Even if you think you’re a pretty clean person, when there are two of you LIVING in a small room, it will start to smell a little funky. Keep an upright laundry bin for your dirty clothes so they aren’t laying around the room smelling it up, and have a laundry bag to transport your clothes to the laundry room. It is way easier to have a laundry bag than to carry around the basket every time you need to throw in a load! Also, keep febreeze and Lysol stocked. I went through a bottle a month, they were a life-saver. I thought candles were a great idea to keep the room smelling great, but I quickly realized even though my RA didn’t know my name, let alone care if I had an open flame, it just wasn’t safe when there are two people living with a lot of stuff in a small room. So if you want some extra good-smelling stuff around, use a wax melter instead of candles with open flames – much safer and more likely to be permitted by dorms than candles.
What NOT to Pack for Dorm Living
Only the Essentials
I brought a lot of crap to school. When I say crap, I mean crap. Those extra bottles of hand lotion you stole from a hotel five years ago – leave them at home! While it is good to have one or two extras of the essentials you use every day (shampoo, conditioner, body wash, tampons, mascara, deodorant, etc.), don’t bring every cup you’ve ever acquired, all of the extra cosmetics you know you will never use, jewelry or makeup you haven’t worn since you were 12, and all of that stuff you know you won’t use but want to have “just in case”!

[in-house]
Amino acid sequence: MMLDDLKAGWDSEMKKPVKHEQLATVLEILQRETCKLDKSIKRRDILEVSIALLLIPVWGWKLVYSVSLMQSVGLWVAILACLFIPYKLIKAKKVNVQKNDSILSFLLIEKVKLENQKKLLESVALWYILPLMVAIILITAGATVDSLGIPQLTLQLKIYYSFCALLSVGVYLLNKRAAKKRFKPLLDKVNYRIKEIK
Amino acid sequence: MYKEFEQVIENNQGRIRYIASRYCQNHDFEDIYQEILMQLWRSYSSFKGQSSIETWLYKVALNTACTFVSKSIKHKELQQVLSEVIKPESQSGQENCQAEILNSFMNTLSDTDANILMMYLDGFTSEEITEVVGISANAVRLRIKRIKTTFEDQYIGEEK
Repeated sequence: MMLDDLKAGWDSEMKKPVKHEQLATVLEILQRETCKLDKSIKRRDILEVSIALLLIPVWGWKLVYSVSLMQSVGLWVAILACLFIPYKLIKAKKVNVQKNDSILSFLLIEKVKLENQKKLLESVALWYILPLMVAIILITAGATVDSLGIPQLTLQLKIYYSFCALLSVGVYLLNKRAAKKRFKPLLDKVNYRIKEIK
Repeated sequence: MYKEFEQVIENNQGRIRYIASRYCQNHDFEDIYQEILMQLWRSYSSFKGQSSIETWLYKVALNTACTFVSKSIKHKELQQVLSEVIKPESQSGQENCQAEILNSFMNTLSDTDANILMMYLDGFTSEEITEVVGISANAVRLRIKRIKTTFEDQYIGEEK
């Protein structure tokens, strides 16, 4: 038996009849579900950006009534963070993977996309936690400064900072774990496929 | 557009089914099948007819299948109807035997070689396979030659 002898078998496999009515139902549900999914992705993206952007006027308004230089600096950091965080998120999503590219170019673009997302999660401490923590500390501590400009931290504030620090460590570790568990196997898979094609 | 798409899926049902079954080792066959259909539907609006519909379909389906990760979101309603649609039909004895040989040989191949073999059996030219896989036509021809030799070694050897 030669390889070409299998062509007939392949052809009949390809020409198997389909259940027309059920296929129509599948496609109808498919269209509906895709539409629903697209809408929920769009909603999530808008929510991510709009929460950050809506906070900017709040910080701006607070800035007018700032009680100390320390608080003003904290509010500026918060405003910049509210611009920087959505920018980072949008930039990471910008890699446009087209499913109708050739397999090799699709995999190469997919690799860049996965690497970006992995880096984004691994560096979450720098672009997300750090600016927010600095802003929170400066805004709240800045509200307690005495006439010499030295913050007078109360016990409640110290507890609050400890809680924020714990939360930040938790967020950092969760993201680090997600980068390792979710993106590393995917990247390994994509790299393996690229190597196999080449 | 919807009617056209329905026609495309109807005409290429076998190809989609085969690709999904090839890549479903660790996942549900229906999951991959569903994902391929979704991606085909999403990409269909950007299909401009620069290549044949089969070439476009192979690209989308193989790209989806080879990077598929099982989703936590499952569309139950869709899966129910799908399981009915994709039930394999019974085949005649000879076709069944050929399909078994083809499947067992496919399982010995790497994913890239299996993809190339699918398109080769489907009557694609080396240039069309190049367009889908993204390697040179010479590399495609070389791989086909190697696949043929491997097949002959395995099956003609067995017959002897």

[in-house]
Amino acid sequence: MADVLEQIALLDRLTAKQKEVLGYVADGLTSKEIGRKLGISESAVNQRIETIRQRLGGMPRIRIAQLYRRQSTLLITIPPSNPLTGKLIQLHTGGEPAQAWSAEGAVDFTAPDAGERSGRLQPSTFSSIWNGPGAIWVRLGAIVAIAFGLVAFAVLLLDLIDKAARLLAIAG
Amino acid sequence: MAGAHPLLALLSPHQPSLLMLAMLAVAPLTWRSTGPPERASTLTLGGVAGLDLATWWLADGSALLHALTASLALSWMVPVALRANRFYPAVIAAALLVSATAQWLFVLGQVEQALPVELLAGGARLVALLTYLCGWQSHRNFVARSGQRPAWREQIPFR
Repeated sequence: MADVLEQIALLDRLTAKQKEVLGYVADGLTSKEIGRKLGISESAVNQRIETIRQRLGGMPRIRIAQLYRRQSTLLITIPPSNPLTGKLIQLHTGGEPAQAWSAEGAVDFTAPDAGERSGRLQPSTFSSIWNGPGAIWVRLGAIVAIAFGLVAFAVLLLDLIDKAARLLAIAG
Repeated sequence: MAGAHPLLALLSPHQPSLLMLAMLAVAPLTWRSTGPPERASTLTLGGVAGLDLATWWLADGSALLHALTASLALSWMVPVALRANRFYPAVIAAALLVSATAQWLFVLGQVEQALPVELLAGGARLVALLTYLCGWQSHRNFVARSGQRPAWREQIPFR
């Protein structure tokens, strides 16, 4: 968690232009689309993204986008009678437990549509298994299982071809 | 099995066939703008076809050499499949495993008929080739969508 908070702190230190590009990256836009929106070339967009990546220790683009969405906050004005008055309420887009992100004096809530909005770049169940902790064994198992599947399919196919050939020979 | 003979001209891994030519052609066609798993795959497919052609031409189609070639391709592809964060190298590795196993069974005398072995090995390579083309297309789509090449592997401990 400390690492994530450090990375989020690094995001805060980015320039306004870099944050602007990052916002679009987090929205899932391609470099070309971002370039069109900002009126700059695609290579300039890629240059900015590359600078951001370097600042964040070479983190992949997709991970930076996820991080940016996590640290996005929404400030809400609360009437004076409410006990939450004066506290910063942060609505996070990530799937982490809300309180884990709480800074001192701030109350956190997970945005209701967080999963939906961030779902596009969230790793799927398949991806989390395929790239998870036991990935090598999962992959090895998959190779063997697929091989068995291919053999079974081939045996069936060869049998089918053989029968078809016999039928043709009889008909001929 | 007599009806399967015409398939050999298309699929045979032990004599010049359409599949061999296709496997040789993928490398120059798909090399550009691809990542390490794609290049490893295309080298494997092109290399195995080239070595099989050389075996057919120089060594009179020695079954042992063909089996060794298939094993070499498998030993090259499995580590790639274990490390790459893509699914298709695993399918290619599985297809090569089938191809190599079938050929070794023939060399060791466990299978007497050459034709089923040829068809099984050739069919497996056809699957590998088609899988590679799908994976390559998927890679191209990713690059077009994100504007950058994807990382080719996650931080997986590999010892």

Extra/Out of Season Clothes and Shoes
Along the same lines, I brought my actual entire closet. DO NOT do that. YOU WILL NOT HAVE ROOM. You will think you do, you don’t. Trust me, I tried… and failed. I try to only let myself bring the stuff I know I have worn in the past 6 months. Make sure to bring stuff appropriate for the current season. Trade out your closet over fall break, thanksgiving, winter break, spring break, etc with the stuff you left at home. Always have a sweatshirt or two, but don’t bring your whole flannel collection and parka for August! It is a waste of space and you will never use it. Also, shoes. For some reason I thought I was going to need all 7 pairs of sneakers, 6 pairs of heels, 8 pairs of Sperry’s, 12 pairs of flip flops, wedges, cowgirl boots, rain boots, the list goes on and on. Bring a good amount of sneakers (you will wear them pretty much every day – class is far away), a few pairs of nice casual shoes, those boots you wear twice a week, rain boots (it rains, and now you don’t have a car so you have to walk a mile to and from class in it…bring a rain coat, umbrella, and rain boots!!!), shower shoes (a pair of old-navy flip flops), going-out shoes, and a few pairs of flip flops/sandals. You most likely will not be attending any galas, business meetings, or any other real adult events that require stilettos and your Kentucky Derby best. (Rush is a whole other story – but they will let you know what to wear and when you will need to wear it).